Hyperlocal seems to be the buzzword in the startup world. As many as 27 deals relating to hyperlocal services were announced in the first half of 2015, with an approximate investment of over USD 135 million in them. Looking at the booming demand for these services, and backed by the investments made by the capitalists, the sky seems the limit for them.
Exclusive logistics and delivery carriers seem to be the new market in which startups are forming. With ventures like Swiggy and Grofers saturating the B2C market, companies like RoadRunnr are emerging to grab the B2B segment.
Similarly, there is Chennai-based venture LocaLegs. Started in April 2015, the company focuses on the B2B home delivery space. They aim to work not just with regular brick and mortar stores, but also look forward to signing up with e-commerce players like Flipkart and Snapdeal for last mile deliveries.
The venture was founded by IIT alumni Pratik Agarwal and Vivek Poddar. Pratik is from Bilaspur (Chhattisgarh). There, he owned a carrying and forwarding (C&F) agency that undertook jobs from different cement companies. It was then that he learned about logistics, and decided to move to Chennai to build his own logistics company.
Soon, Vivek joined in too. While pursuing his masters in Canada, Vivek had a part time job delivering food to different parts of the city. During this, he realised that India’s delivery mechanism was way behind Canada’s. The idea of creating something in the hyperlocal delivery space in India then remained at the back of his mind.
However, their realisations didn’t stop there. They entered the market as a B2C brick and mortar delivery player. But they soon realised that their passion lay in enabling and improving technology for the logistics segment. Vivek tells us:
“We thought that the B2C hyperlocal market was getting saturated. There are as many as seven ventures today operating in the segment. Moreover, we wanted to work towards better enablement of technology and services in the delivery space, rather than being a part of the discount-and-coupon model used as techniques to attract more customers.”
The co-founder adds that as many as 90 per cent of hyperlocal companies need enablers for technology.
Currently bootstrapped, LocaLegs was angel-invested by three individuals, who continue to advise and mentor the startup with activities revolving around business development and customer relationship strategies.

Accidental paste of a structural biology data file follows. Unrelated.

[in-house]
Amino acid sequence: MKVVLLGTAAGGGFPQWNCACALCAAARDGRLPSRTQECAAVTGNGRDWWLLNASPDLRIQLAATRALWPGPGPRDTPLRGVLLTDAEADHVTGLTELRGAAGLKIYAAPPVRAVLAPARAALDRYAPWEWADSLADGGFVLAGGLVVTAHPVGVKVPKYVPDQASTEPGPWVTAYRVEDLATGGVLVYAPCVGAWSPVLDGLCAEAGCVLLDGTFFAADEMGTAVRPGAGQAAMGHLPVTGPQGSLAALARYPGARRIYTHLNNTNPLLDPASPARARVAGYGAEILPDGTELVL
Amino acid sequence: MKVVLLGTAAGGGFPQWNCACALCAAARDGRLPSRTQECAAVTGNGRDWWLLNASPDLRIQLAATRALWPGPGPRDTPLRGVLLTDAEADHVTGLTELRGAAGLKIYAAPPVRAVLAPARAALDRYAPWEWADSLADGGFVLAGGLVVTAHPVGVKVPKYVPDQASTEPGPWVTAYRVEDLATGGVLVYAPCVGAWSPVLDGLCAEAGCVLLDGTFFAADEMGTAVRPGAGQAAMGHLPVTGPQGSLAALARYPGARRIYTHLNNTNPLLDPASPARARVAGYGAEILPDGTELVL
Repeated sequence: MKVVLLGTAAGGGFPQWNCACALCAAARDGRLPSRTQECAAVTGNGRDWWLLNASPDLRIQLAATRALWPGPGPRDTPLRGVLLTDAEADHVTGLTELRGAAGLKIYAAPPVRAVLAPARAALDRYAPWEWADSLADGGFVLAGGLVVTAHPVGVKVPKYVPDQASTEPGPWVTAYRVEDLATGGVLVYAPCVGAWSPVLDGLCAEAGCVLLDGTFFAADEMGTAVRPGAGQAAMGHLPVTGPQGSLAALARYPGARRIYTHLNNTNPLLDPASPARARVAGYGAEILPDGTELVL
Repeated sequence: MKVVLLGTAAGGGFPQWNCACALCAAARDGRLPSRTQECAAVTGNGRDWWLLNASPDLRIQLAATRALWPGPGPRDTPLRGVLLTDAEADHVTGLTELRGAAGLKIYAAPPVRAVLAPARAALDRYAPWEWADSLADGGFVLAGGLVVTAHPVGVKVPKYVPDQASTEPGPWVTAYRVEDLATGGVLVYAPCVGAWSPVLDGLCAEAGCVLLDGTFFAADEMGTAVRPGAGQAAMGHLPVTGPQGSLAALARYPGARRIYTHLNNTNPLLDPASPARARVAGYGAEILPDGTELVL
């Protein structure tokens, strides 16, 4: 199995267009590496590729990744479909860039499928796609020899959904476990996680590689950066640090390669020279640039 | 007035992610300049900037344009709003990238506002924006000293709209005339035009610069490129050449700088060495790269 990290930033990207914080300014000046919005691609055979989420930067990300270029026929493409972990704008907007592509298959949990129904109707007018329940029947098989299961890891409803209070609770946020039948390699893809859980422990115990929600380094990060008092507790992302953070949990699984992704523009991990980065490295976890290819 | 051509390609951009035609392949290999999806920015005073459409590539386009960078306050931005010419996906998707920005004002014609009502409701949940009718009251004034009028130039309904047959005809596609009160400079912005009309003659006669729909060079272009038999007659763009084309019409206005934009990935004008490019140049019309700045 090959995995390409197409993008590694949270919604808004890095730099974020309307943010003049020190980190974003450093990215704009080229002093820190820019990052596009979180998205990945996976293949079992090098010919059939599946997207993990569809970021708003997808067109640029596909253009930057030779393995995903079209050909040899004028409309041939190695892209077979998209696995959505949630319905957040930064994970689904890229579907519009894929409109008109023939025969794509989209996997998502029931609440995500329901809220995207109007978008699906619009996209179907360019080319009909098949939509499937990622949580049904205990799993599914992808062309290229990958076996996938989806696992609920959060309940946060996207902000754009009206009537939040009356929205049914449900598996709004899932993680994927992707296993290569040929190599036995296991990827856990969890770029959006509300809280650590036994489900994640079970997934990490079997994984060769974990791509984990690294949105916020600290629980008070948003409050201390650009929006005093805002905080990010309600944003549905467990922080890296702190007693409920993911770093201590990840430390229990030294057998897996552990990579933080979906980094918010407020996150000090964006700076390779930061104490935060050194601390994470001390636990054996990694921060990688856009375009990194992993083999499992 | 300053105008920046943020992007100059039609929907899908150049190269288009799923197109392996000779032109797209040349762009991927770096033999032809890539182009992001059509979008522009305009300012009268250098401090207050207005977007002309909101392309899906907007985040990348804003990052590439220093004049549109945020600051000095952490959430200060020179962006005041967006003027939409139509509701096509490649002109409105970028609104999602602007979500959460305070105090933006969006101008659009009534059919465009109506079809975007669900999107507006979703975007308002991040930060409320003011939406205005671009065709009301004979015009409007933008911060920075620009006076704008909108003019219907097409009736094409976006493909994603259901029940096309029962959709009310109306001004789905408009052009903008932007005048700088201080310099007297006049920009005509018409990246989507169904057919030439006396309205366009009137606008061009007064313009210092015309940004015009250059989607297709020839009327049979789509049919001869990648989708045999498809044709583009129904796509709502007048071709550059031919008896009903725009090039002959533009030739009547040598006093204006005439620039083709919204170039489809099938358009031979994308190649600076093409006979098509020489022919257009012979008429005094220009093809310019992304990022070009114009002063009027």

At present, this seven team venture has an active running network of 35 delivery boys in Chennai.
Moving forward, the venture plans to expand their operations to Mumbai by the end of this year. They are also looking at widening their presence in cities like Ahmedabad and Jaipur, which fall between Tier I and Tier II.
The company is looking at changing their business strategy with a repositioning in their marketing approach. They plan to focus on verticals like pharma, grocery, and e-commerce.
The co-founder says that the venture might undergo some fixed expense losses (invested on their website and mobile application, owing to the change in strategy). However, they remain optimistic on overcoming them through implementing a better business sales plan.
There are plans to introduce certain developments on the technology front like a real-time tracking system. This would track the locations of the delivery boys and give the startup some insight into their behaviour.
Vivek tells us that if a delivery boy stays in a place for too long, or deviates from his route, the system sends an alert. It also informs if the charge on the delivery boy’s phone is too low. Furthermore, LocaLegs is using the analytic information generated by this technology for better optimisation of resources around certain areas.
The venture is in talks with Jungle Ventures and Smile group, as they are looking for a lead investor in the market.
When discussing revenues, the co-founder tells us that the average ticket size (per delivery) is Rs 500. With as many as 200 deliveries made on an average, revenue accumulates to Rs 1,00,000 every day. The venture further claims that their revenues are growing at 76 per cent every week.
Looking forward to doubling their revenues every quarter, Vivek states the firm’s delivery rate was 60 per day in May, 130 per day in June and is now around 300 per day. LocaLegs intends to take this to 10,000 deliveries per day by the end of the year.
Although they are faring well on the revenue front, the road to success is still not smooth and straight for the startup. Their biggest resource continues to be their biggest challenge. Vivek concludes:
“The attrition rate of delivery staff is nearly 60-70 per cent. They come one day and leave the next. We have interviewed almost 150 of them, while only 40 have joined us. Moreover, getting their backgrounds checked and providing them with the necessary training can be a challenge. Also, competitors are raising the salary bracket for these individuals every day, forcing us to do the same in order to retain the staff.”
LocaLegs is in discussions with a few NGOs, and plans to hire individuals supported by these, thus giving them better employment opportunities.